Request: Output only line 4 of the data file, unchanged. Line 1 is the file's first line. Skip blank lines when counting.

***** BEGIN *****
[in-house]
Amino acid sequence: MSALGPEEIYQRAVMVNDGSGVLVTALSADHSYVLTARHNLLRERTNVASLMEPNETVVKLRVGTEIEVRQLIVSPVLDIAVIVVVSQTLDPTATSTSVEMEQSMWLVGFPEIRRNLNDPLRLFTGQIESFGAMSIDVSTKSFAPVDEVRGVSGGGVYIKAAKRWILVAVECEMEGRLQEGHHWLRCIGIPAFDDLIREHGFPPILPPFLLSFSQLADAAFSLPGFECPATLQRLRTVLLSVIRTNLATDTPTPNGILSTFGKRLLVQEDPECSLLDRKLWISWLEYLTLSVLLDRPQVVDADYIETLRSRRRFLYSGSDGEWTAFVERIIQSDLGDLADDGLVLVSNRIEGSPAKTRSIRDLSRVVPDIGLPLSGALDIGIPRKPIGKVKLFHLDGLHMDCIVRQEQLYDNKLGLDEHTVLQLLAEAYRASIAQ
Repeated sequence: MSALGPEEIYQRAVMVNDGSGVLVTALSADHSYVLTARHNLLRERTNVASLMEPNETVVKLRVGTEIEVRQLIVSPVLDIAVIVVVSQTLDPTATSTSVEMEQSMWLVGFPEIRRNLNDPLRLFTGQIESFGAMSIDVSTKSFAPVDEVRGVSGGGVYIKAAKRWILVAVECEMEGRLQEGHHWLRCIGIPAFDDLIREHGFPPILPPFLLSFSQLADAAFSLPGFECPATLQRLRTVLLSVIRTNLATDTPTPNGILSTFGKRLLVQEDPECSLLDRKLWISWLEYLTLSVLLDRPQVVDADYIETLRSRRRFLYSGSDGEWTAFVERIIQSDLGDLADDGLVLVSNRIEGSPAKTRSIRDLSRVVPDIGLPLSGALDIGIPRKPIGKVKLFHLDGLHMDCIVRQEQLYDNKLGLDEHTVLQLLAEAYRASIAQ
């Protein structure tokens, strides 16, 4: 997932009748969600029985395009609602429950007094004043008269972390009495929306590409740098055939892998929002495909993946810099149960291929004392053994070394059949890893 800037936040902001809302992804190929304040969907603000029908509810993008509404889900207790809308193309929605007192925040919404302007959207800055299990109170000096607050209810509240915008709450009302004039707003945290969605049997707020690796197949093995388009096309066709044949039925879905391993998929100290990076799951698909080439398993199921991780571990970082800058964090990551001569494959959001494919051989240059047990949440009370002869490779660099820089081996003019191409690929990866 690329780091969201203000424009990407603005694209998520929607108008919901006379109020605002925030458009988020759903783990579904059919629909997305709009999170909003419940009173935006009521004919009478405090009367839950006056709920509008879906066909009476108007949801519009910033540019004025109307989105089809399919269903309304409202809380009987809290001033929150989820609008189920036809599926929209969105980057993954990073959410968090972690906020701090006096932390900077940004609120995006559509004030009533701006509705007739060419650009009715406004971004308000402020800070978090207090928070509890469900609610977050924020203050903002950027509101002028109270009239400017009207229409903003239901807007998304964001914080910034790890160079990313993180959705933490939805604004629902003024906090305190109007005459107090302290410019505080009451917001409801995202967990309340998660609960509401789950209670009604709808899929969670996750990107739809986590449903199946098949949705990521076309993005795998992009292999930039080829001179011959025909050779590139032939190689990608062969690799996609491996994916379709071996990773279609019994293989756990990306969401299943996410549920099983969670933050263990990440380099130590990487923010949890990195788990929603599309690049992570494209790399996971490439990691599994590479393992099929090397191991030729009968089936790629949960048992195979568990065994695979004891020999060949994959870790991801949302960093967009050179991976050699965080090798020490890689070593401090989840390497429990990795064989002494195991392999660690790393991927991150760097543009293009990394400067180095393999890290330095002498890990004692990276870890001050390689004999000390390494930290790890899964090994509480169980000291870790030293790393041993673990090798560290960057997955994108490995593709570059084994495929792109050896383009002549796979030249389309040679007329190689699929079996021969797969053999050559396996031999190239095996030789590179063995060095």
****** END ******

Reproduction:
């Protein structure tokens, strides 16, 4: 997932009748969600029985395009609602429950007094004043008269972390009495929306590409740098055939892998929002495909993946810099149960291929004392053994070394059949890893 800037936040902001809302992804190929304040969907603000029908509810993008509404889900207790809308193309929605007192925040919404302007959207800055299990109170000096607050209810509240915008709450009302004039707003945290969605049997707020690796197949093995388009096309066709044949039925879905391993998929100290990076799951698909080439398993199921991780571990970082800058964090990551001569494959959001494919051989240059047990949440009370002869490779660099820089081996003019191409690929990866 690329780091969201203000424009990407603005694209998520929607108008919901006379109020605002925030458009988020759903783990579904059919629909997305709009999170909003419940009173935006009521004919009478405090009367839950006056709920509008879906066909009476108007949801519009910033540019004025109307989105089809399919269903309304409202809380009987809290001033929150989820609008189920036809599926929209969105980057993954990073959410968090972690906020701090006096932390900077940004609120995006559509004030009533701006509705007739060419650009009715406004971004308000402020800070978090207090928070509890469900609610977050924020203050903002950027509101002028109270009239400017009207229409903003239901807007998304964001914080910034790890160079990313993180959705933490939805604004629902003024906090305190109007005459107090302290410019505080009451917001409801995202967990309340998660609960509401789950209670009604709808899929969670996750990107739809986590449903199946098949949705990521076309993005795998992009292999930039080829001179011959025909050779590139032939190689990608062969690799996609491996994916379709071996990773279609019994293989756990990306969401299943996410549920099983969670933050263990990440380099130590990487923010949890990195788990929603599309690049992570494209790399996971490439990691599994590479393992099929090397191991030729009968089936790629949960048992195979568990065994695979004891020999060949994959870790991801949302960093967009050179991976050699965080090798020490890689070593401090989840390497429990990795064989002494195991392999660690790393991927991150760097543009293009990394400067180095393999890290330095002498890990004692990276870890001050390689004999000390390494930290790890899964090994509480169980000291870790030293790393041993673990090798560290960057997955994108490995593709570059084994495929792109050896383009002549796979030249389309040679007329190689699929079996021969797969053999050559396996031999190239095996030789590179063995060095």